The fallout for the smaller players was devastating. Bellwether Whole Foods lost half of its value before being acquired by Amazon. The other industry players haven't fared well either.
While the S&P 500 has returned almost 57% since the beginning of 2014, this cohort of natural and organic stocks has -- on average -- lagged by an astounding 107%.
Why I'm not bullish on any natural/organic stocks
Which brings us to today. You might think that with such poor performance from all of these industry players, stocks might be a good buy at today's prices. But I'm not convinced that any of them have anything special that can't easily be replicated by the competition at a lower price point.
Reputation is the only differentiator between one organic brand and another. But I don't think there are any brands that have proven themselves to be investment-worthy in the organic space.
Former hedge fund manager Mike Alkin gave a presentation earlier this year that highlights the situation. He said that for many of today's Millennials -- now the biggest demographic spending group -- want three things from the brands they buy:
- That they are organic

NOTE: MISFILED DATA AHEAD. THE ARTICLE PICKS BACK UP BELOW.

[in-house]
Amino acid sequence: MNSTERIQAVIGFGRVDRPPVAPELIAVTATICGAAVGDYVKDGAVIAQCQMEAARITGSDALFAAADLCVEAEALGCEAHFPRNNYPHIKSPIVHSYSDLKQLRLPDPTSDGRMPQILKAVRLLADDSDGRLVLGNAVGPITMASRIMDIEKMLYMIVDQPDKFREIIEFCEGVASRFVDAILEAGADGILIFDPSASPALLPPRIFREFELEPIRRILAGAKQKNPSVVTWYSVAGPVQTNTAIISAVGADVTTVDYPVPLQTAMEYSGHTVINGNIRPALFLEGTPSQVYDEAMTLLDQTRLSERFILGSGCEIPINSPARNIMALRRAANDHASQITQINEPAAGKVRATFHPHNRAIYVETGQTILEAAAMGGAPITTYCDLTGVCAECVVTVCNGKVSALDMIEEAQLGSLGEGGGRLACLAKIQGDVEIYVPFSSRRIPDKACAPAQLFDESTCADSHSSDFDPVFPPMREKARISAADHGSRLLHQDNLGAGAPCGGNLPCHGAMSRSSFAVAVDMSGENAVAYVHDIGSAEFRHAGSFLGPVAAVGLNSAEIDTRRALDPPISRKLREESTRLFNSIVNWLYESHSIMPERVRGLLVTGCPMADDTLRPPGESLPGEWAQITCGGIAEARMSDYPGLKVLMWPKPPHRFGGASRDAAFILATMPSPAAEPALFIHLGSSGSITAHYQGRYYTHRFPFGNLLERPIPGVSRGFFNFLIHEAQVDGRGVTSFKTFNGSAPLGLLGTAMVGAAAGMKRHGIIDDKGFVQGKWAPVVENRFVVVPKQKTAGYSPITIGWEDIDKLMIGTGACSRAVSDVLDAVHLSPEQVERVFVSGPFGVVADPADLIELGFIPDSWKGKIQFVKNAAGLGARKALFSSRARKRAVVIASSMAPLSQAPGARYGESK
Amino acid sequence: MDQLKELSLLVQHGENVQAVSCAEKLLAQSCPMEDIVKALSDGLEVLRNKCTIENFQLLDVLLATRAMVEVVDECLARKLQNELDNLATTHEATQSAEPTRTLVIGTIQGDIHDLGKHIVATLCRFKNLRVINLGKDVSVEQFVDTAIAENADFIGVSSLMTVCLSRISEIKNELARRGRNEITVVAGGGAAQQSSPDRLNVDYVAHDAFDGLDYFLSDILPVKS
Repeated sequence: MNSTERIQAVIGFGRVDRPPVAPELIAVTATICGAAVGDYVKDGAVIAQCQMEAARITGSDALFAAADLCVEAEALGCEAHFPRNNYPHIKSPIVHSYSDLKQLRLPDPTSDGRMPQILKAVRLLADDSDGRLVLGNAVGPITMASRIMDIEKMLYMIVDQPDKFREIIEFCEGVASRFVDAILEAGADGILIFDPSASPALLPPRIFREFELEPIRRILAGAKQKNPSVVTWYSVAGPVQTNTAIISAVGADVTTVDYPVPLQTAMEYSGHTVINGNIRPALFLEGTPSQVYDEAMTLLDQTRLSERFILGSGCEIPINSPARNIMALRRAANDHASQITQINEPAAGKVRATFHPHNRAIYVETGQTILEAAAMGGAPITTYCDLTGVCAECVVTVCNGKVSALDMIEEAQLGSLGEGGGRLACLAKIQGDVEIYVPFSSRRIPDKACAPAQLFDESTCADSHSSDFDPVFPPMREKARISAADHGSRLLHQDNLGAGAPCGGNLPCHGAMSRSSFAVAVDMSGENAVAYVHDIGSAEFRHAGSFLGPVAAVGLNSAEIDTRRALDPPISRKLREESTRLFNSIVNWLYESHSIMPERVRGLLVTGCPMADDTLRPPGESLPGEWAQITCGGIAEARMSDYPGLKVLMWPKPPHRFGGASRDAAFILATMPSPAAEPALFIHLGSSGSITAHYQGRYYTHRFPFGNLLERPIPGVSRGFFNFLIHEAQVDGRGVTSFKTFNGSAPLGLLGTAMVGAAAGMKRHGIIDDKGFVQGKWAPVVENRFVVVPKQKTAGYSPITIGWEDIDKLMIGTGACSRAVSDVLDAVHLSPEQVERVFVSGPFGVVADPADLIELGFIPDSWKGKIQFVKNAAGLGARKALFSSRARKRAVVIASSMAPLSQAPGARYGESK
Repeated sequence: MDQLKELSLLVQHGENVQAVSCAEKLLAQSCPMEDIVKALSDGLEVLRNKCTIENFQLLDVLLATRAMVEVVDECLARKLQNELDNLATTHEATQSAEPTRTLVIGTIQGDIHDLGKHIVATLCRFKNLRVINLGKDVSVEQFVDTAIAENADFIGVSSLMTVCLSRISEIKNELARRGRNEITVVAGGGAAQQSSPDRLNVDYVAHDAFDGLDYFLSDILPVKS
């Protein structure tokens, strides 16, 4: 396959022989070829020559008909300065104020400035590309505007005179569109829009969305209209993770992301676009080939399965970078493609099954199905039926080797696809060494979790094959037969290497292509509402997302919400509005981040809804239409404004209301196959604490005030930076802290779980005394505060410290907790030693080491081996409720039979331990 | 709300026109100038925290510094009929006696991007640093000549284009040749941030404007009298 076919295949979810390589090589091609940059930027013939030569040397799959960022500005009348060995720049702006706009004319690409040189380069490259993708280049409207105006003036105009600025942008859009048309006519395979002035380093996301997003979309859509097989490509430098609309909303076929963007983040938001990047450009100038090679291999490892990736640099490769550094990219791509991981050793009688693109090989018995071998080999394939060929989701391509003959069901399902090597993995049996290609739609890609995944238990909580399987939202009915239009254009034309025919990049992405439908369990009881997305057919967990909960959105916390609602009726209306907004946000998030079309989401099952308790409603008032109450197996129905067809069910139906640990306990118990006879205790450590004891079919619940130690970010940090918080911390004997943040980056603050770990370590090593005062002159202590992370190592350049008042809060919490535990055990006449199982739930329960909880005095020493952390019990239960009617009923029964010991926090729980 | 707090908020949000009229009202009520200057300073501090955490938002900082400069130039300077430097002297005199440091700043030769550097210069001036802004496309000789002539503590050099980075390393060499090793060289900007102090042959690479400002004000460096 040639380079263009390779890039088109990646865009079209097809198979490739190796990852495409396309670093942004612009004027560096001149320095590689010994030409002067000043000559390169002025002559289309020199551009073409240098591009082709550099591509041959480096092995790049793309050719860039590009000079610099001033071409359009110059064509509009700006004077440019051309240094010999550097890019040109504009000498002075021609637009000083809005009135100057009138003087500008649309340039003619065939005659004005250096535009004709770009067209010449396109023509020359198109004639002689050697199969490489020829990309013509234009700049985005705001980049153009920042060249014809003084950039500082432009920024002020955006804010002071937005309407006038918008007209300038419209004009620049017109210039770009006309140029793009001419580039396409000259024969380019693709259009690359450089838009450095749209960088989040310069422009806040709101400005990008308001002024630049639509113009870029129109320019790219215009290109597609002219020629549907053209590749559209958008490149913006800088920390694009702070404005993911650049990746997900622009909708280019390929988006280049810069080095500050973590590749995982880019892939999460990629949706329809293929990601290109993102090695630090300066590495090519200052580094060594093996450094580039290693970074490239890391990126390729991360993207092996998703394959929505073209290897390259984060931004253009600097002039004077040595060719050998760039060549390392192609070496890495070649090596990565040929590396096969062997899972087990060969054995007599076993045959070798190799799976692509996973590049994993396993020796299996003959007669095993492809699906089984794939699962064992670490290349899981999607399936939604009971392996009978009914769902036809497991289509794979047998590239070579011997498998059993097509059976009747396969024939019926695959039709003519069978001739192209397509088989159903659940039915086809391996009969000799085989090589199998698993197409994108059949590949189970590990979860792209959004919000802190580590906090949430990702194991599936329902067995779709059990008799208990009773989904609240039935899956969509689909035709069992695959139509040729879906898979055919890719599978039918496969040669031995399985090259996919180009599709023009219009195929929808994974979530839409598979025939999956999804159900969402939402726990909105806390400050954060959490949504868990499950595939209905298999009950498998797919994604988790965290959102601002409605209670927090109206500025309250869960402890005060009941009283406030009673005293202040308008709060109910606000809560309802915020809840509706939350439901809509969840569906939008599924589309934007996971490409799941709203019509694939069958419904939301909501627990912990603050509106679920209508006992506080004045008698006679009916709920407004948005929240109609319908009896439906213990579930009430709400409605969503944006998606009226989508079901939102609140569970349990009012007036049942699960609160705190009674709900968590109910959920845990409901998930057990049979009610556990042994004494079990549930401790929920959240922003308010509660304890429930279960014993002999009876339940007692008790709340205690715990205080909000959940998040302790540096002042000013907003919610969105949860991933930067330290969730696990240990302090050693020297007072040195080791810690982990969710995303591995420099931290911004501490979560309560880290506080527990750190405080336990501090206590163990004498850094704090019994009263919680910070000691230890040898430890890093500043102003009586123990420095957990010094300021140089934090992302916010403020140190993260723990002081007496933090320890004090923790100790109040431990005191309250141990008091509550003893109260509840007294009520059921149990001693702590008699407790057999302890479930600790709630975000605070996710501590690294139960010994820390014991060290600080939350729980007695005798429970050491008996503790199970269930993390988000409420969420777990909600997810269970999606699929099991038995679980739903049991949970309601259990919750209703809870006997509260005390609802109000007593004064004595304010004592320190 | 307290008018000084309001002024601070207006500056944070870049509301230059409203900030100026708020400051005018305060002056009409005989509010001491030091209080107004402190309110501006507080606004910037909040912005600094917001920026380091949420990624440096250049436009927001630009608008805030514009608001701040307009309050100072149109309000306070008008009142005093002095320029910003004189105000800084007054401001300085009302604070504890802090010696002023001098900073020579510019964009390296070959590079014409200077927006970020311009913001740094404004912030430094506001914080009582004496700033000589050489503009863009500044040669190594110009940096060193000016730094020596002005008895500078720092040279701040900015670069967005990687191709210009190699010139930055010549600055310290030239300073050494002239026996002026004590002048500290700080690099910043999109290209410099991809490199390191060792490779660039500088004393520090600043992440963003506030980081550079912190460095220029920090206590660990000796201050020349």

- That they are small
- That they are local
Alkin argued that when bigger brands buy out smaller organic names, today's consumers simply rotate into a different brand that represents these desires. Publicly traded companies have -- as part of their corporate philosophies -- a desire to get bigger and less "local" over time. This is patently incompatible with what a lot of consumers are looking for.
That may help explain some of the trouble that Hain Celestial has gotten into lately. The company grew via the acquisition of small brands and attempted to grow them over time. That hasn't turned out well, and shareholders have been left very disappointed.
Of all the organic or natural food companies mentioned so far in this piece, United Natural Foods is the only one with a moat I believe is somewhat defensible. The company's distribution network -- including 33 locations in North America -- is built out, and it has long-term contracts in place with many of its customers. United Natural is not only a distributor, but it supplies natural and organic foods under some of its own brand names, like Woodstock Farms, Albert's Fresh Produce, and Blue Marble Brands. Basically, through its existing network and the relationships it has built up in the industry, United Natural is how many companies get natural and organic goods on their shelves for customers to buy.
But even there I have doubts. Whole Foods accounts for one-third of United Natural's revenue. The current contract is in place until 2025, but now that Amazon owns Whole Foods, I wouldn't be surprised to see Amazon use its own fulfillment network to distribute goods after the agreement expires.